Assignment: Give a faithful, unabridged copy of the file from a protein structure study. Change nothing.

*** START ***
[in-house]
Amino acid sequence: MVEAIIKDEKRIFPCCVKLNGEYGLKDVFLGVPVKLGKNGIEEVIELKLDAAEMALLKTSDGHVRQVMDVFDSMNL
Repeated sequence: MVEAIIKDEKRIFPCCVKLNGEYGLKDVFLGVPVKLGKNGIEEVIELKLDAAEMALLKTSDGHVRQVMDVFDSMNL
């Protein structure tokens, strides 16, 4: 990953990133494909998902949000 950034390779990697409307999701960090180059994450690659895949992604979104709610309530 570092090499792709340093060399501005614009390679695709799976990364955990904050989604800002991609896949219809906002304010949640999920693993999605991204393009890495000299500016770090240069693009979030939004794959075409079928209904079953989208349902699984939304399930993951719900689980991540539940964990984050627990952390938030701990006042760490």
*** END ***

[in-house]
Amino acid sequence: MVEAIIKDEKRIFPCCVKLNGEYGLKDVFLGVPVKLGKNGIEEVIELKLDAAEMALLKTSDGHVRQVMDVFDSMNL
Repeated sequence: MVEAIIKDEKRIFPCCVKLNGEYGLKDVFLGVPVKLGKNGIEEVIELKLDAAEMALLKTSDGHVRQVMDVFDSMNL
């Protein structure tokens, strides 16, 4: 990953990133494909998902949000 950034390779990697409307999701960090180059994450690659895949992604979104709610309530 570092090499792709340093060399501005614009390679695709799976990364955990904050989604800002991609896949219809906002304010949640999920693993999605991204393009890495000299500016770090240069693009979030939004794959075409079928209904079953989208349902699984939304399930993951719900689980991540539940964990984050627990952390938030701990006042760490």